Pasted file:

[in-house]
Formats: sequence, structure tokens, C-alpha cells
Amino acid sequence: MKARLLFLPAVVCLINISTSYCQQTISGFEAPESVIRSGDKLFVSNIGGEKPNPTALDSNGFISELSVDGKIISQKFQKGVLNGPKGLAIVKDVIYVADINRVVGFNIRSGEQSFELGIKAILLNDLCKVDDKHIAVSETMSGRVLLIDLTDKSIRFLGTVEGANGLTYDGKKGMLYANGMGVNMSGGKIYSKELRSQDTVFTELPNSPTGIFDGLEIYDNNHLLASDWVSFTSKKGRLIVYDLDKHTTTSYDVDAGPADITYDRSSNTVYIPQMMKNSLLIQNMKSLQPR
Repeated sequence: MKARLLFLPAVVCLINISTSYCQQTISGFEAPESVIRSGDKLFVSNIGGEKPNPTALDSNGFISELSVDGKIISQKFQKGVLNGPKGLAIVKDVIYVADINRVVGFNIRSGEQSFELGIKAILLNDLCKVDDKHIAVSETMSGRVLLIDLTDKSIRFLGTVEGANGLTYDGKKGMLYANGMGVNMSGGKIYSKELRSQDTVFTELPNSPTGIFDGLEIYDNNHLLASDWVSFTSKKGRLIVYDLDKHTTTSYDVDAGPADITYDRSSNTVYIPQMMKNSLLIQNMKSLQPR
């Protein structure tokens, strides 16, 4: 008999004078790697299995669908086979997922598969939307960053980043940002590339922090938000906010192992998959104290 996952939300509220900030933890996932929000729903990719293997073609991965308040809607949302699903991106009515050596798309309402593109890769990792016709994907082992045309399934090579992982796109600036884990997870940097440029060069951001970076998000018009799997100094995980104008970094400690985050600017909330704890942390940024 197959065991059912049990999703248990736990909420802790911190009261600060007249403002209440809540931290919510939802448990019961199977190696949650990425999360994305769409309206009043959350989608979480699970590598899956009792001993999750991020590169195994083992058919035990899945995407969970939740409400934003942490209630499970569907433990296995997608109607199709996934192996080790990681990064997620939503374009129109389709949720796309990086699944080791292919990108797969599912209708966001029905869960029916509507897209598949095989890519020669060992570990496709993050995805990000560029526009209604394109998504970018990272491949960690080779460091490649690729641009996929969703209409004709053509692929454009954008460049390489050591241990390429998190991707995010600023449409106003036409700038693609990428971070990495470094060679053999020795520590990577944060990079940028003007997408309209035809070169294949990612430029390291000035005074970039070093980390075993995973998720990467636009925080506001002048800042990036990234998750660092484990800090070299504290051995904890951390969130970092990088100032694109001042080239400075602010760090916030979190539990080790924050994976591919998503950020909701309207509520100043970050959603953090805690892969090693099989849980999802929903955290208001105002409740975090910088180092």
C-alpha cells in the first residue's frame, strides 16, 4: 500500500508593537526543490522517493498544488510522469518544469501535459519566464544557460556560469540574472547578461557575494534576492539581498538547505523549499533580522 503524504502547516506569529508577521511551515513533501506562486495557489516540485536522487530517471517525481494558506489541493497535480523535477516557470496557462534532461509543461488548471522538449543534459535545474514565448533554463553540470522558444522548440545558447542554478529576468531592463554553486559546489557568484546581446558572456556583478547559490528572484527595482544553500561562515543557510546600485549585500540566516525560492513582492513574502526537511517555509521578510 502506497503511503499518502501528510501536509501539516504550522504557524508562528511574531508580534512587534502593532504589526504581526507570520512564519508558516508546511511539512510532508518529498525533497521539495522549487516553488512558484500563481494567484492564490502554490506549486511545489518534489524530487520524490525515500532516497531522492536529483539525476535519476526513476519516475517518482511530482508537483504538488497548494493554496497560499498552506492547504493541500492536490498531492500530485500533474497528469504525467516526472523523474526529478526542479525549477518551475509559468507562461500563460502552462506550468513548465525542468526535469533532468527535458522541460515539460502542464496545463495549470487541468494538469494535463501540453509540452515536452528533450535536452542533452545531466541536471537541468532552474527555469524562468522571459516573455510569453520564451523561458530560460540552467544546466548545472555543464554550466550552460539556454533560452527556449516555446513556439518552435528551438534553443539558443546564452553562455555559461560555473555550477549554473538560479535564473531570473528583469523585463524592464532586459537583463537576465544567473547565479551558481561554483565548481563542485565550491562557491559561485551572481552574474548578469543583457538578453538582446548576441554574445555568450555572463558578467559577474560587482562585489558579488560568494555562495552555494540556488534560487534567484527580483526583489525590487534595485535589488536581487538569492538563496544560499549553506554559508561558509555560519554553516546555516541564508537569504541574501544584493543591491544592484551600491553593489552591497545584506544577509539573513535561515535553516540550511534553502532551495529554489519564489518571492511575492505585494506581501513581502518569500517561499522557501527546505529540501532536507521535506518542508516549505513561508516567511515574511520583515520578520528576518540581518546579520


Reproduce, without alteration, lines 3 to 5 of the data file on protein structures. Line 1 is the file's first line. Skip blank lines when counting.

Amino acid sequence: MKARLLFLPAVVCLINISTSYCQQTISGFEAPESVIRSGDKLFVSNIGGEKPNPTALDSNGFISELSVDGKIISQKFQKGVLNGPKGLAIVKDVIYVADINRVVGFNIRSGEQSFELGIKAILLNDLCKVDDKHIAVSETMSGRVLLIDLTDKSIRFLGTVEGANGLTYDGKKGMLYANGMGVNMSGGKIYSKELRSQDTVFTELPNSPTGIFDGLEIYDNNHLLASDWVSFTSKKGRLIVYDLDKHTTTSYDVDAGPADITYDRSSNTVYIPQMMKNSLLIQNMKSLQPR
Repeated sequence: MKARLLFLPAVVCLINISTSYCQQTISGFEAPESVIRSGDKLFVSNIGGEKPNPTALDSNGFISELSVDGKIISQKFQKGVLNGPKGLAIVKDVIYVADINRVVGFNIRSGEQSFELGIKAILLNDLCKVDDKHIAVSETMSGRVLLIDLTDKSIRFLGTVEGANGLTYDGKKGMLYANGMGVNMSGGKIYSKELRSQDTVFTELPNSPTGIFDGLEIYDNNHLLASDWVSFTSKKGRLIVYDLDKHTTTSYDVDAGPADITYDRSSNTVYIPQMMKNSLLIQNMKSLQPR
């Protein structure tokens, strides 16, 4: 008999004078790697299995669908086979997922598969939307960053980043940002590339922090938000906010192992998959104290 996952939300509220900030933890996932929000729903990719293997073609991965308040809607949302699903991106009515050596798309309402593109890769990792016709994907082992045309399934090579992982796109600036884990997870940097440029060069951001970076998000018009799997100094995980104008970094400690985050600017909330704890942390940024 197959065991059912049990999703248990736990909420802790911190009261600060007249403002209440809540931290919510939802448990019961199977190696949650990425999360994305769409309206009043959350989608979480699970590598899956009792001993999750991020590169195994083992058919035990899945995407969970939740409400934003942490209630499970569907433990296995997608109607199709996934192996080790990681990064997620939503374009129109389709949720796309990086699944080791292919990108797969599912209708966001029905869960029916509507897209598949095989890519020669060992570990496709993050995805990000560029526009209604394109998504970018990272491949960690080779460091490649690729641009996929969703209409004709053509692929454009954008460049390489050591241990390429998190991707995010600023449409106003036409700038693609990428971070990495470094060679053999020795520590990577944060990079940028003007997408309209035809070169294949990612430029390291000035005074970039070093980390075993995973998720990467636009925080506001002048800042990036990234998750660092484990800090070299504290051995904890951390969130970092990088100032694109001042080239400075602010760090916030979190539990080790924050994976591919998503950020909701309207509520100043970050959603953090805690892969090693099989849980999802929903955290208001105002409740975090910088180092």